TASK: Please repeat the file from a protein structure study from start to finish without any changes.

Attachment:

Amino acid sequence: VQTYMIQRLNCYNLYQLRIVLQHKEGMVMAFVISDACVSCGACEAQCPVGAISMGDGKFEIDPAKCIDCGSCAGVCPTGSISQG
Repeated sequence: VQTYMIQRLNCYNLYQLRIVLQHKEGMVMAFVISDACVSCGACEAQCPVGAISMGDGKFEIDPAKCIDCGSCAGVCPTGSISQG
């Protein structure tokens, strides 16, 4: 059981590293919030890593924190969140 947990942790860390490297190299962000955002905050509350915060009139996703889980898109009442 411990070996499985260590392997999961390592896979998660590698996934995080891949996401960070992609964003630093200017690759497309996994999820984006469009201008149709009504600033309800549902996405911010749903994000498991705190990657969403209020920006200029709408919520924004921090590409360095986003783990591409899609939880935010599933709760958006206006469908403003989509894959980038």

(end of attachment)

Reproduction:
Amino acid sequence: VQTYMIQRLNCYNLYQLRIVLQHKEGMVMAFVISDACVSCGACEAQCPVGAISMGDGKFEIDPAKCIDCGSCAGVCPTGSISQG
Repeated sequence: VQTYMIQRLNCYNLYQLRIVLQHKEGMVMAFVISDACVSCGACEAQCPVGAISMGDGKFEIDPAKCIDCGSCAGVCPTGSISQG
């Protein structure tokens, strides 16, 4: 059981590293919030890593924190969140 947990942790860390490297190299962000955002905050509350915060009139996703889980898109009442 411990070996499985260590392997999961390592896979998660590698996934995080891949996401960070992609964003630093200017690759497309996994999820984006469009201008149709009504600033309800549902996405911010749903994000498991705190990657969403209020920006200029709408919520924004921090590409360095986003783990591409899609939880935010599933709760958006206006469908403003989509894959980038």